It appears Wladimir Klitschko may be fighting on May 4, which would put his heavyweight championship bout on the same day as Floyd Mayweather’s big debut on Showtime against Robert Guerrero. Of course, it wouldn’t likely come into a time conflict with that bout, since with the time difference (Europe) it will be happening earlier in the day.
The choice of opponent is up in the air right now. The thinking is that if the fight’s television deal dictates that it caters to a European or international audience, it will be Francesco Pianeta, who carries a record of 28-0-1 with 15 knockouts. If Americans are what they are going after, it could be Bryant Jennings, the young Philadelphian who is 16-0 with eight knockouts, and who is, interestingly enough, slated to be in an IBF title elimination bout against Kubrat Pulev, now that Tomasz Adamek has backed out of that opportunity.
Let’s take a quick at each of these possibilities:
Pianeta is a native of Italy who relocated to Germany. He didn’t do so because he got signed by a promoter, but because his family moved there when he was six years of age. He started out his “Combat sports” career involved in Muay Thai and had ten fights in that discipline before focusing on pro boxing.
Pianeta was handled very carefully from the start, and his people continue to be careful with him. He is a former WBC “youth” heavyweight champion, and also won the European championship with a stoppage of Scott Gammer in 2008. The only blemish on his record thus far has been a 12-round draw with Albert Sosnowski in defense of that EBU title in April 2009. He’s made a practice of fighting people who were a little over the hill, to say the least, but experienced enough to give him at least something of a test. Matt Skelton, who was 43 at the time, was one of his European title challengers, and lasted eight rounds. He scored a pretty decisive win over Oliver McCall last May, and then came back in September to pitch a near-shutout over Frans Botha.
He’s tall (6’5″) and rangy, which presents problems for a lot of people because he is a southpaw. Because of his height, the right jab can serve to keep an opponent off-balance, but it doesn’t look like he snaps it out there all that much. When he does, he’s a lot more effective, but then again, that can be said for all fighters. Pianeta likes to come forward and actually doesn’t look like he’s out of place working on the inside, which is kind of unusual for a guy that tall. Speed does not appear to be his strong suit, and he’s certainly not known as a devastating puncher. In other words, he’s “safe.”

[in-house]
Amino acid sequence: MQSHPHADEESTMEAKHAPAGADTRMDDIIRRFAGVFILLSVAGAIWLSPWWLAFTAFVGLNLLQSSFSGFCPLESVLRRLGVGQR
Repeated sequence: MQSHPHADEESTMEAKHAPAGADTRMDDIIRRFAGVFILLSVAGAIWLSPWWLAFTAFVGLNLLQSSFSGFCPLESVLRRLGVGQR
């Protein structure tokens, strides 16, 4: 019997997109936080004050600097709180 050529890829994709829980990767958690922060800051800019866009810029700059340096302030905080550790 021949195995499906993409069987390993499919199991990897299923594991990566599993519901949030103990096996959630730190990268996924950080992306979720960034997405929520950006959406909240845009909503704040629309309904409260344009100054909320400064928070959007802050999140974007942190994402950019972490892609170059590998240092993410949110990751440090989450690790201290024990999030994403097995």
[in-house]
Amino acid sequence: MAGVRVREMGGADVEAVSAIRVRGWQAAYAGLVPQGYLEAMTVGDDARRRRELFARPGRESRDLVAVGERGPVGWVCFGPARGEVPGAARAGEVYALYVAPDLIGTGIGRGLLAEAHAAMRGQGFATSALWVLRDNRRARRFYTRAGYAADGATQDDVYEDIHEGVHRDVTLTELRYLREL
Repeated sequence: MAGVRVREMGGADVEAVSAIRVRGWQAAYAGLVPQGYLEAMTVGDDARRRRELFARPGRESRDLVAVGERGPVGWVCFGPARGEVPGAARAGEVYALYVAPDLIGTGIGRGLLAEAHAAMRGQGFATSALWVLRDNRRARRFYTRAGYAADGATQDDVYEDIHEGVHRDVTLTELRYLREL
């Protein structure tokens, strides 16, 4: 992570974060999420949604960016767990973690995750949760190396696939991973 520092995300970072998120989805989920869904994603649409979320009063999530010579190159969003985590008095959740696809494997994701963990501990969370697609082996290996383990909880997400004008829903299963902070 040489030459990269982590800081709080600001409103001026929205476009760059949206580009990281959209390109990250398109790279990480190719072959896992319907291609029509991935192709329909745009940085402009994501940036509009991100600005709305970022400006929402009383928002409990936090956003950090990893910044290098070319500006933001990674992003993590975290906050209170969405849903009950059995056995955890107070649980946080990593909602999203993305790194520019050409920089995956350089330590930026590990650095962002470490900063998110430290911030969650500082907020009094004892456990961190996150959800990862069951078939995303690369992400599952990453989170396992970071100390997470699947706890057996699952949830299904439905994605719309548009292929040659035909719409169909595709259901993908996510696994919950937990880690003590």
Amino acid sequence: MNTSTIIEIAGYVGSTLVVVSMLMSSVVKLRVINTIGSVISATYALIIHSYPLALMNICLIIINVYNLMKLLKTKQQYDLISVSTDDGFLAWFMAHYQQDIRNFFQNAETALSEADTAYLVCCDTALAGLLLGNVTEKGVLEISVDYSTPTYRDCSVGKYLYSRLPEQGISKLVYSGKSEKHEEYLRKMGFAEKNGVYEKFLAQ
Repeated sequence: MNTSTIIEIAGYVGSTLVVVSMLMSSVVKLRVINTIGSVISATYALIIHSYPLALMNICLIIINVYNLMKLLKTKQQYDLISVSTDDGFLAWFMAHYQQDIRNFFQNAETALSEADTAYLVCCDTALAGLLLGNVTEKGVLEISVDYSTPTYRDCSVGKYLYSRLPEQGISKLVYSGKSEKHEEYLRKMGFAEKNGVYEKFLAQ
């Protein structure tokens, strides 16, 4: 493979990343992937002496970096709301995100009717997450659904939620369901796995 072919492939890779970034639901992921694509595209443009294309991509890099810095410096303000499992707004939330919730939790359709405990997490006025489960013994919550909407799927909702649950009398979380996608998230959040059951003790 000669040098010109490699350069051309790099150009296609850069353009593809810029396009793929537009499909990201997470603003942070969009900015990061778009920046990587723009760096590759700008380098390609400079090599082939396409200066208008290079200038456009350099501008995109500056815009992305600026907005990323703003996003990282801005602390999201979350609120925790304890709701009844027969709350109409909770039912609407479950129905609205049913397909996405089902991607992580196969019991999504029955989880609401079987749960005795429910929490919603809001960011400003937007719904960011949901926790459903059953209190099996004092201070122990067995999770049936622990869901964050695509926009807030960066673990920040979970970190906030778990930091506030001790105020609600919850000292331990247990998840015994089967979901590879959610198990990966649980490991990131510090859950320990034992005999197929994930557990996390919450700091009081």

Jennings, who works as a mechanic at the Federal Reserve Bank in Philadelphia, turned pro three years ago and has made a name for himself just recently. Like a lot of the fighters who are brought up in Philadelphia, he received a lot more in the way of experience through sparring sessions with better fighters than he did in amateur bouts. In fact, he had only 17 of them, but still made it to the finals of two national tournaments – the Police Athletic League championships and the National Golden Gloves. He had fought very little in the way of pro opposition until he was called in to fight Maurice Byarm as a substitute main event on the first NBC Sports Network “Fight Night” show, and he won the Pennsylvania title by decision.
He has had impressive performances from there, stopping former WBO heavyweight champion Siarhei Liakhovich in eight rounds last March and then easily beating 25-1-1 Steve Collins at the Prudential Center, and in his last bout, back on December 8, he overcame a 28-pound weight disadvantage, as well as a third-round knockdown (unofficial, mind you), to knock out Bowie Tupou. Jennings showed his power when he needed it, landing a devastating right uppercut to put a sudden end to the proceedings in the fifth round.
Jennings may not have a whole lot of experience, but he is a smart and talented boxer. You can tell he has had an education that is much more extensive than most competitors. He’s a boxer who likes to use a lot of movement, and he could hang in with Klitschko if he could toss that jab out there with more frequency. Other than that, though, he may get swallowed up by sheer size.
According to an ESPN report, had Mayweather continued his relationship with HBO, the network would have purchased the rights to Klitschko’s heavyweight title fight, chiefly for the purposes of using it to promote Mayweather’s pay-per-view date that night.
Yes, a fight for what used to be the most coveted title in sports, with the guy who holds three of the belts, used to plug another fight.
That’s boxing in this day and age.